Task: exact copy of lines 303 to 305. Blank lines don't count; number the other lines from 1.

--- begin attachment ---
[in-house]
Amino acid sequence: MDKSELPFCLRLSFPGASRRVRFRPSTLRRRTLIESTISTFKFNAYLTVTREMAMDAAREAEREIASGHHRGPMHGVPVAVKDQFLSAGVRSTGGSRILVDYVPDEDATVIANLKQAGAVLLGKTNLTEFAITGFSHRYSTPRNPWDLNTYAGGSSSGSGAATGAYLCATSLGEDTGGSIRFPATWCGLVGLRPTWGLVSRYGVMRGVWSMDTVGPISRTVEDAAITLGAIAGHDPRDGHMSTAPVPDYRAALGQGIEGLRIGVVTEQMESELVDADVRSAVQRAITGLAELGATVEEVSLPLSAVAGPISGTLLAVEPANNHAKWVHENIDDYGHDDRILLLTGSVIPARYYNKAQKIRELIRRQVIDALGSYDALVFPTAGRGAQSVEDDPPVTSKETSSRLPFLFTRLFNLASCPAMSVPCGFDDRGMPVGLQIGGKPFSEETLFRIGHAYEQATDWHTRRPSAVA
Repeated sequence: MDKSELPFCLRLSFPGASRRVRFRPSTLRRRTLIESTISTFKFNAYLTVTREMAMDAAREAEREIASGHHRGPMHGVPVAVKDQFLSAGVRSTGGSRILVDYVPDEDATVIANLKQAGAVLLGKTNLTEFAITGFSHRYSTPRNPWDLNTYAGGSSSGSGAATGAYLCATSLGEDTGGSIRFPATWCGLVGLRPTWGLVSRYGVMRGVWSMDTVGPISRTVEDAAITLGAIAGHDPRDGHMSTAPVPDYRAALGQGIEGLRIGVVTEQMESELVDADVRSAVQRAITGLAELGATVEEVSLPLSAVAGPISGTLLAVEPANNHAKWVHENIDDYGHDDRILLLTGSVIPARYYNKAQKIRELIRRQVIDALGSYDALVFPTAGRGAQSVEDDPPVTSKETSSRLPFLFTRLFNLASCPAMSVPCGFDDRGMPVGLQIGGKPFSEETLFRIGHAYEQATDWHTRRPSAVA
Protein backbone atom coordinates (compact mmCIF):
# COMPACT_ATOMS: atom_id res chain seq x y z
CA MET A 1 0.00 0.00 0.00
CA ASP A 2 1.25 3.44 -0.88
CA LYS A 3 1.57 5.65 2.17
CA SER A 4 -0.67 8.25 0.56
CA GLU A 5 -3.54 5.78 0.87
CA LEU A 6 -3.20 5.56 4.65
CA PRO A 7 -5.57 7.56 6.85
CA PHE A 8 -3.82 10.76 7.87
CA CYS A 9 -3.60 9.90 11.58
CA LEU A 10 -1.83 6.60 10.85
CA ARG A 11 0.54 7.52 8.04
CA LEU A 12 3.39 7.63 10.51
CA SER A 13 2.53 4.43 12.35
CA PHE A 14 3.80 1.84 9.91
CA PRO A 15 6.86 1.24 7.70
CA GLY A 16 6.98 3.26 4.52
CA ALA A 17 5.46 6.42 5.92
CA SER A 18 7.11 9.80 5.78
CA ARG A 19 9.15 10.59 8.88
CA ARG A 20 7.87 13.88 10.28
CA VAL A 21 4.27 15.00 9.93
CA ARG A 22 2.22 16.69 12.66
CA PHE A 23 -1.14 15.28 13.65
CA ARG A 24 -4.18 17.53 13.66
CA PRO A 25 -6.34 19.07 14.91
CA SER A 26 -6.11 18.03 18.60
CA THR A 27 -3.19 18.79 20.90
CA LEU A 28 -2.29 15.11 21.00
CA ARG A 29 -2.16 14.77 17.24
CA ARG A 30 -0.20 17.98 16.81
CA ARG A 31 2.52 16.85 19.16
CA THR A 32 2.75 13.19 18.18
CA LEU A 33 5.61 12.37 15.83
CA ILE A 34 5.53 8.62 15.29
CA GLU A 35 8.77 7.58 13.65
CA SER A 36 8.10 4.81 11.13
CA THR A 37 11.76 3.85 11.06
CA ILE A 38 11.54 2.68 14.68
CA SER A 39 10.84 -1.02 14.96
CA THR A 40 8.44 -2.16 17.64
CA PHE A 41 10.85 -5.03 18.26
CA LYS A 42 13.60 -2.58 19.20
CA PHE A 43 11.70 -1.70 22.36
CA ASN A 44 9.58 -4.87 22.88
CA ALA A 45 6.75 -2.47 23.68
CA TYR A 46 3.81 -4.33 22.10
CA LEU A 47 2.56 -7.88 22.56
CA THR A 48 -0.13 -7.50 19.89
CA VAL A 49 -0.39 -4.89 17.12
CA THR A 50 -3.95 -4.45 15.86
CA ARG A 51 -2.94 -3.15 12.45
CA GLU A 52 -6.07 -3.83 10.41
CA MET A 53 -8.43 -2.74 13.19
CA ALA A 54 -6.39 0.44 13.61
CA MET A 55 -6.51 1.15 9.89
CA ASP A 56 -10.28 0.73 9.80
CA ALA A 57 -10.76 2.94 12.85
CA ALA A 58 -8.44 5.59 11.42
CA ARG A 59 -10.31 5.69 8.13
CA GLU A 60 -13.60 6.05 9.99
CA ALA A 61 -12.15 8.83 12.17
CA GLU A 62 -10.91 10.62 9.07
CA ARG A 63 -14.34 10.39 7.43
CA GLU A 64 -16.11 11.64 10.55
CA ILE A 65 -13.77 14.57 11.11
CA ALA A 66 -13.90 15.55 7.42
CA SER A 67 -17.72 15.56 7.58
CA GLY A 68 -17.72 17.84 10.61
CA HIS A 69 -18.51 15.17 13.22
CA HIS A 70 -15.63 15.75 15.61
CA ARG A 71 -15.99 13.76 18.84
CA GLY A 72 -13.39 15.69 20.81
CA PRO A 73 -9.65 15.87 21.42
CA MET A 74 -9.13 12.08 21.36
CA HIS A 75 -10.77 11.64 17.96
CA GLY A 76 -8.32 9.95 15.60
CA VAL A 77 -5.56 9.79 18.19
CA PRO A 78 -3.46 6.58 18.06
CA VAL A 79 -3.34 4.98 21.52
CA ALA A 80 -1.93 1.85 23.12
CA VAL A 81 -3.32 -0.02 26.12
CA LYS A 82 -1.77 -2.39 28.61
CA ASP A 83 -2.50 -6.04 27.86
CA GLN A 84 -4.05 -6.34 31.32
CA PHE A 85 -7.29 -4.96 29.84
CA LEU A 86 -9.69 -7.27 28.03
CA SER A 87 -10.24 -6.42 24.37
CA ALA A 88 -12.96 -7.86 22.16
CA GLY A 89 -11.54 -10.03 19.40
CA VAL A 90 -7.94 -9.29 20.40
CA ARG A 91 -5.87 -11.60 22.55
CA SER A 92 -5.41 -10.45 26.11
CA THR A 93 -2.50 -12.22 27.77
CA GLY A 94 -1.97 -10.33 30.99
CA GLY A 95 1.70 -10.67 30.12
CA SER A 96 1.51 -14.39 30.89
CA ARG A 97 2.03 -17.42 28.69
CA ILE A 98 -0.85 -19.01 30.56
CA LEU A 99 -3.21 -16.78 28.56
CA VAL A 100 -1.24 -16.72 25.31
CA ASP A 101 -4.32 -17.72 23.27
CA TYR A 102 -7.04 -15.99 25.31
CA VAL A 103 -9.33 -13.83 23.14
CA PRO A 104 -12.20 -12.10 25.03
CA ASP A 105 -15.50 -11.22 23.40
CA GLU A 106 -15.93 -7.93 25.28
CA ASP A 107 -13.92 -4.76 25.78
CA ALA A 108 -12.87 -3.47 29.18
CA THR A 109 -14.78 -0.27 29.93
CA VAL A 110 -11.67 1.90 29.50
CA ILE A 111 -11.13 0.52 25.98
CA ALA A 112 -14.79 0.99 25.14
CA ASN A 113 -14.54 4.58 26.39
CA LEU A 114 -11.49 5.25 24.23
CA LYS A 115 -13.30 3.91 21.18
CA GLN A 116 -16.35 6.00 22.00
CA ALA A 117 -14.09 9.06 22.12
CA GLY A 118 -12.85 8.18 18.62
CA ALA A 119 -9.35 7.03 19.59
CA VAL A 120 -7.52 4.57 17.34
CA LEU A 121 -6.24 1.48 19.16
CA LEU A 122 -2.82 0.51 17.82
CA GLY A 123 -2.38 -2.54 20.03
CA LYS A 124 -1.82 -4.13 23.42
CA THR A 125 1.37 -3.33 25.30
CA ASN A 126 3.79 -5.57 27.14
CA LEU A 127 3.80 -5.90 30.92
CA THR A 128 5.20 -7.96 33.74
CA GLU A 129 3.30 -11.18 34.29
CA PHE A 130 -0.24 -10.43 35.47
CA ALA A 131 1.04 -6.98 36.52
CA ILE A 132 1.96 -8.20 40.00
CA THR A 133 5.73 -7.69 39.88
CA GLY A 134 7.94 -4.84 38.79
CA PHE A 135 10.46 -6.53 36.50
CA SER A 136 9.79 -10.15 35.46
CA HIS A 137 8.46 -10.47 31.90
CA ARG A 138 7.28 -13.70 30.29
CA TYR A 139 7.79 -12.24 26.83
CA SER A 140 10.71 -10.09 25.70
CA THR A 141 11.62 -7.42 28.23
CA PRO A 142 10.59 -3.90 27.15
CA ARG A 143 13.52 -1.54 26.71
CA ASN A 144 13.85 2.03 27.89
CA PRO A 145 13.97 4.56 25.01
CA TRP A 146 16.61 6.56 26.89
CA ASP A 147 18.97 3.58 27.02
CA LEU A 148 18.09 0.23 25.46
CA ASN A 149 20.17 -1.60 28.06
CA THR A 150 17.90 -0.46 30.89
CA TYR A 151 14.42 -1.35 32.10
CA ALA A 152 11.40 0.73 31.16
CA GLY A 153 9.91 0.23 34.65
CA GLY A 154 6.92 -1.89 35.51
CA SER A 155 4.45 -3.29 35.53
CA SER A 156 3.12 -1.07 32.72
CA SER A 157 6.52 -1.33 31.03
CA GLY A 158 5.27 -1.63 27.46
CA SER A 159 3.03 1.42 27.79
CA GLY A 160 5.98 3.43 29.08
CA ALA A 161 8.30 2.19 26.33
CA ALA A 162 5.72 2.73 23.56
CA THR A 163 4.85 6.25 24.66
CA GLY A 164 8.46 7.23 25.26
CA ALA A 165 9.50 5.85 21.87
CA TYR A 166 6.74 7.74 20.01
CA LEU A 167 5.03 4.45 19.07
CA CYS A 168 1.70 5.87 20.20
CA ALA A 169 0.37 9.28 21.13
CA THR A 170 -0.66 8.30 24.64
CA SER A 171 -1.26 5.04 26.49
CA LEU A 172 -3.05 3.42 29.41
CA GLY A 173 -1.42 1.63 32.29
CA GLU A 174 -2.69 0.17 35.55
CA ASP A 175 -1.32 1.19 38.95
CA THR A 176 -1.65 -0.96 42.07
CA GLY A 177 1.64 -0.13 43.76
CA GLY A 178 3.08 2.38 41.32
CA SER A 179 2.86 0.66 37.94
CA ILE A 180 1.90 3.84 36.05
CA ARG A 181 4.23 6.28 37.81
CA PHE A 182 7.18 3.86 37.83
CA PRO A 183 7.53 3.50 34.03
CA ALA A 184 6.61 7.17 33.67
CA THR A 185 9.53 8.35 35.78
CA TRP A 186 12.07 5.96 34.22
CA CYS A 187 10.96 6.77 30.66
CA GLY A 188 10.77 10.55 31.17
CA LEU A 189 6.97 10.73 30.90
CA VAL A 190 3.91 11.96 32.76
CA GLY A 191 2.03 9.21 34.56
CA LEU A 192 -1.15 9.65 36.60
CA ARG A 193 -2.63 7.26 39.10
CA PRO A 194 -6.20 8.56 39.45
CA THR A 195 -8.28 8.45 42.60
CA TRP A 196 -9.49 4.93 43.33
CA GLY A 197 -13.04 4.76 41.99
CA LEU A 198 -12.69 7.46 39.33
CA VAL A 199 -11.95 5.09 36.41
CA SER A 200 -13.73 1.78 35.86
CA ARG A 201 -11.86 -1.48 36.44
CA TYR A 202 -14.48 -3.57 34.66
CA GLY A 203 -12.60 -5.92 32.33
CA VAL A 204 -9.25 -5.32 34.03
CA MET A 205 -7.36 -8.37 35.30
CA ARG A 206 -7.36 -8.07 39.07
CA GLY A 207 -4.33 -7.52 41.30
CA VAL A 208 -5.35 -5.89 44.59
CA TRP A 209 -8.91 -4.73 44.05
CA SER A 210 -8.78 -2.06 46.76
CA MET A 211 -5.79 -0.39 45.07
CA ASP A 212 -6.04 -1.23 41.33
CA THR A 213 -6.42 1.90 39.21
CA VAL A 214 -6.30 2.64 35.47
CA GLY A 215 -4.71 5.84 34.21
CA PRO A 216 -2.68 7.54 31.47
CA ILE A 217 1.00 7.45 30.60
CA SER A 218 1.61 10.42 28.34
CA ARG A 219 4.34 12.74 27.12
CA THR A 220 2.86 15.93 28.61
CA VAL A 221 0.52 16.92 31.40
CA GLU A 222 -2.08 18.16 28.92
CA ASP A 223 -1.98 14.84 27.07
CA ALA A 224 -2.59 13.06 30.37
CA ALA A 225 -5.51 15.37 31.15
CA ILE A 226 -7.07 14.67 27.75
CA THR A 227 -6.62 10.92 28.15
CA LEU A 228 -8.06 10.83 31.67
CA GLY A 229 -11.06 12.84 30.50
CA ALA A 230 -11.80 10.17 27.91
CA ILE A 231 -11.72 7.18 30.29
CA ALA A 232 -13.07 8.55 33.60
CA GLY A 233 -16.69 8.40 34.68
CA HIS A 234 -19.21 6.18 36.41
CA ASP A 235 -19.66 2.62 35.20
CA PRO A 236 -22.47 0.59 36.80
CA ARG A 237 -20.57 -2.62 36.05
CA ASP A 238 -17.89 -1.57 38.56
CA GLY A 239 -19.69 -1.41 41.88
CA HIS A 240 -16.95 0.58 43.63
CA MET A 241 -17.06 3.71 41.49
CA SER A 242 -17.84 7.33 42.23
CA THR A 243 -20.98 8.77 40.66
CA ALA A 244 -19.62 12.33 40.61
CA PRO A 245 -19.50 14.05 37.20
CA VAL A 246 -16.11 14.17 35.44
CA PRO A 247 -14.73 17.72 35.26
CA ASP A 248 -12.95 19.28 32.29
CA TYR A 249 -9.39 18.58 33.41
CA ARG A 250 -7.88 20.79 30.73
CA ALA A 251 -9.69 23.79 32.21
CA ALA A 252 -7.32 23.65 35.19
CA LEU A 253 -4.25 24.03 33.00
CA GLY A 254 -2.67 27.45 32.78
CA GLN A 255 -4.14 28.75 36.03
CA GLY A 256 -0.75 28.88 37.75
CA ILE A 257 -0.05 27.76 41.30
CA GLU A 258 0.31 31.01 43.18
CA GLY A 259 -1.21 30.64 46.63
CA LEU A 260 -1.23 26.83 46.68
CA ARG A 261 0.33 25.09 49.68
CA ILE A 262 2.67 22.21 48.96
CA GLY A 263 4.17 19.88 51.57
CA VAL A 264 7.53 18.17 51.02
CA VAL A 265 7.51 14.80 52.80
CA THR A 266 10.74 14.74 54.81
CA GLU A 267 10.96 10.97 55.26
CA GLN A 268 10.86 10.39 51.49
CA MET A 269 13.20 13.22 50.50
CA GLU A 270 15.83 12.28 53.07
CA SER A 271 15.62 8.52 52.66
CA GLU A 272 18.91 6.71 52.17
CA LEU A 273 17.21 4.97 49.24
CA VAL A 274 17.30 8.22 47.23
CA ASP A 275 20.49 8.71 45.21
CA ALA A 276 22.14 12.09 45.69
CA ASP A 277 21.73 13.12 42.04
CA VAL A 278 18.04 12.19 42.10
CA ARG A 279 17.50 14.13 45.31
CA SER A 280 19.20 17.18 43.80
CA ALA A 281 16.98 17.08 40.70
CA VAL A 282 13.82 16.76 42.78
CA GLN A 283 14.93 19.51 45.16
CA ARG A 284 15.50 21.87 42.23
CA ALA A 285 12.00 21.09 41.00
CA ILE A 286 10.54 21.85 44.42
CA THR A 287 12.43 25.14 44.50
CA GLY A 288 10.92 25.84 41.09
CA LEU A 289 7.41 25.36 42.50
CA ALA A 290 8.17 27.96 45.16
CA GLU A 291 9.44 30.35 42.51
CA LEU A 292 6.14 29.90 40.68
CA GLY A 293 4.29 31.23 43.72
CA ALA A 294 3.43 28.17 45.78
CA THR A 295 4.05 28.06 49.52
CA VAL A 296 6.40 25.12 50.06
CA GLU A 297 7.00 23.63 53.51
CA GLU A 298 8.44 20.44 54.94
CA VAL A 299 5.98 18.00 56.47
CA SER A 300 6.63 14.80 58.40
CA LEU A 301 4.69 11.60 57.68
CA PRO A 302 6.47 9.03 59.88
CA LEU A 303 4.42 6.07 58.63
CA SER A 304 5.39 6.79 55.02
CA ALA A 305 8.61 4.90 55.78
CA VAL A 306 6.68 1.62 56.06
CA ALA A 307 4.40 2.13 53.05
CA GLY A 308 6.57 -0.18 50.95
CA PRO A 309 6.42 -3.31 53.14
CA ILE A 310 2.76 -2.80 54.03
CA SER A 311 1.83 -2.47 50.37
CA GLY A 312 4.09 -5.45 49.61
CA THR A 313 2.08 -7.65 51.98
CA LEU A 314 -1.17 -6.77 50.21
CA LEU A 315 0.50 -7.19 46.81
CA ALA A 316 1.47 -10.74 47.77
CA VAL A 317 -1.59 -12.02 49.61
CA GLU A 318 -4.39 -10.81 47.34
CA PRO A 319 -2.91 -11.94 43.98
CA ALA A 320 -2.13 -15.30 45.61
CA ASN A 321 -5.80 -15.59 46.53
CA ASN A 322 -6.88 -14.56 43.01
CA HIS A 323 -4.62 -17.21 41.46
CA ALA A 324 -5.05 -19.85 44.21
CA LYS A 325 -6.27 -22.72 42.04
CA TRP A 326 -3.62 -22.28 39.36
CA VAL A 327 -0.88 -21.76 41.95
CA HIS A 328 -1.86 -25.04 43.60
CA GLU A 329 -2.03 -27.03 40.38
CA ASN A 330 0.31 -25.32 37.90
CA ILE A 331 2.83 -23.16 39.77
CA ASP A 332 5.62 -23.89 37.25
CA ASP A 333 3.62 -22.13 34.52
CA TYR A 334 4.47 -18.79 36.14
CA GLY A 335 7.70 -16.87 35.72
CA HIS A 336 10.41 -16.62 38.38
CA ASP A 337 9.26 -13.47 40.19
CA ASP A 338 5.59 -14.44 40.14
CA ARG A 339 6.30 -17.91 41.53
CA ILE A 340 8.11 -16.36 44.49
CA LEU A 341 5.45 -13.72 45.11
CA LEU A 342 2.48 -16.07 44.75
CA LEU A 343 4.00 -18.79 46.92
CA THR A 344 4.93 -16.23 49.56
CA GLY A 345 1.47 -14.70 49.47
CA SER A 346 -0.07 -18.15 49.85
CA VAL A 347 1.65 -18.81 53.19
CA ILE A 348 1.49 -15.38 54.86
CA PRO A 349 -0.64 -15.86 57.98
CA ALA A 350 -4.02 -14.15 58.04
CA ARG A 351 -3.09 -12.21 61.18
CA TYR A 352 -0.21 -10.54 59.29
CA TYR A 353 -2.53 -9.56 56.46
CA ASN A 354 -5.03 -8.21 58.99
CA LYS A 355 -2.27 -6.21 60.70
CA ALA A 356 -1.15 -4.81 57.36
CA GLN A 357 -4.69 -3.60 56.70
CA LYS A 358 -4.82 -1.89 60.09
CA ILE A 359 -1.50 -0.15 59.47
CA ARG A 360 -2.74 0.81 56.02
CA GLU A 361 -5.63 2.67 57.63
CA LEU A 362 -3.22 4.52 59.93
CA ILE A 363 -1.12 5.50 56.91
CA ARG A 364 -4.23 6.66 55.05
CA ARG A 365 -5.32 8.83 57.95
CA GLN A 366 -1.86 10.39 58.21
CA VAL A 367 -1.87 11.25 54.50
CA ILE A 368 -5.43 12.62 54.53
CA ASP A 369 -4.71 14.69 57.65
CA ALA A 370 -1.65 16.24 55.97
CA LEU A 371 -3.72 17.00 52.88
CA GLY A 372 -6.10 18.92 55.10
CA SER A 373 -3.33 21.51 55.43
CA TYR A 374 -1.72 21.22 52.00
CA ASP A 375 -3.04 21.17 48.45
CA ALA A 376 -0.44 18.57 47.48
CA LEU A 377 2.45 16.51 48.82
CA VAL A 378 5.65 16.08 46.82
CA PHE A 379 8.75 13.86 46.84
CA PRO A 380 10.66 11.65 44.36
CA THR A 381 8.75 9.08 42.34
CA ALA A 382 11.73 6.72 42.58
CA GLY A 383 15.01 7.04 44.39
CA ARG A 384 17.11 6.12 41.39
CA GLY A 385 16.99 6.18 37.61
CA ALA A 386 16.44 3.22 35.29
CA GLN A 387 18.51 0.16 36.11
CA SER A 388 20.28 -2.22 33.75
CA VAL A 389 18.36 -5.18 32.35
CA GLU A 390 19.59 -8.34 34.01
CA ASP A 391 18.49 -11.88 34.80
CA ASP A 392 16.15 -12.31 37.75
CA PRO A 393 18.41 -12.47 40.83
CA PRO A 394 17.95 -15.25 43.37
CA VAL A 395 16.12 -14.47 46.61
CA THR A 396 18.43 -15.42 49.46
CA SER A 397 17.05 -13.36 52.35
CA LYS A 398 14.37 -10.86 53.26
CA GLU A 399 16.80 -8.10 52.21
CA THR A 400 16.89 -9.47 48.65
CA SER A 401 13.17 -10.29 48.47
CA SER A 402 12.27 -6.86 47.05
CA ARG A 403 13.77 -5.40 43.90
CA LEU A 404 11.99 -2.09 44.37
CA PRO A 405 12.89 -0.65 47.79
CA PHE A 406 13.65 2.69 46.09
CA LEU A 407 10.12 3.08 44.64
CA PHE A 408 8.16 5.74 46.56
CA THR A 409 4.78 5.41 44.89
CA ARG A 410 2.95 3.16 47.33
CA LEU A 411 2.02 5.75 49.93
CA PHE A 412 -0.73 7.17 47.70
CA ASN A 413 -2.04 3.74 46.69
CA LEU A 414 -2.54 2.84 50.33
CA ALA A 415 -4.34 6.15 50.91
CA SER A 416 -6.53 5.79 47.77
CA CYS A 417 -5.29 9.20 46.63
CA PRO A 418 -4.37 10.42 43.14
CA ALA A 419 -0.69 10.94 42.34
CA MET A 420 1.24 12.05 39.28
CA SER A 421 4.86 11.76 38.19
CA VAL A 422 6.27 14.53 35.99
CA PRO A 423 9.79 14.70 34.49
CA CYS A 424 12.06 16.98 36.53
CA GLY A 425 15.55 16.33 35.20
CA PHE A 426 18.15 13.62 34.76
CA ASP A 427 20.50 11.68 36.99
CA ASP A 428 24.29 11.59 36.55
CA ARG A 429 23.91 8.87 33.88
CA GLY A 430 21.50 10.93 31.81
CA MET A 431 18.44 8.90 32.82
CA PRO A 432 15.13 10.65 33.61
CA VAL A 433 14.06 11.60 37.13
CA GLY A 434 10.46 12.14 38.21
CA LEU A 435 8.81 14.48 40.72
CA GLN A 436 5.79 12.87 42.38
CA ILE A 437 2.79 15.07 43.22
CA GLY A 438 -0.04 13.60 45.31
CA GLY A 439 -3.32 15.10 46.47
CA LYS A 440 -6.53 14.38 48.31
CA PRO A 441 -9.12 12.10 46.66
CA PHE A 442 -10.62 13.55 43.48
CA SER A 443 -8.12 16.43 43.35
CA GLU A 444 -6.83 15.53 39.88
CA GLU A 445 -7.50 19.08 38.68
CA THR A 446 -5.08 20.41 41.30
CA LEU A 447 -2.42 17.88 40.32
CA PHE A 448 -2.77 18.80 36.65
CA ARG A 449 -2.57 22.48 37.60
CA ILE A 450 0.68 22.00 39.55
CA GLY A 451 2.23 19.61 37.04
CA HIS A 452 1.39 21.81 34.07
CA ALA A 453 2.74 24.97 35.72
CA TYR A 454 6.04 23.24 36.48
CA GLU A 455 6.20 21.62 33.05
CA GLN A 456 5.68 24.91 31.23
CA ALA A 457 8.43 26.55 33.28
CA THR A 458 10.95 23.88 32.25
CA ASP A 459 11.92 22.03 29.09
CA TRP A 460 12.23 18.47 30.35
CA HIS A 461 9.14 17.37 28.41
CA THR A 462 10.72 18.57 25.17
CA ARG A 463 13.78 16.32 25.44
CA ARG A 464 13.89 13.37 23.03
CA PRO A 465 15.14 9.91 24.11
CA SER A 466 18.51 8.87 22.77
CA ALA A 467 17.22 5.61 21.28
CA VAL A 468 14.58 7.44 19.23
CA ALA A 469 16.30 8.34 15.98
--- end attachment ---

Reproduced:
CA GLU A 298 8.44 20.44 54.94
CA VAL A 299 5.98 18.00 56.47
CA SER A 300 6.63 14.80 58.40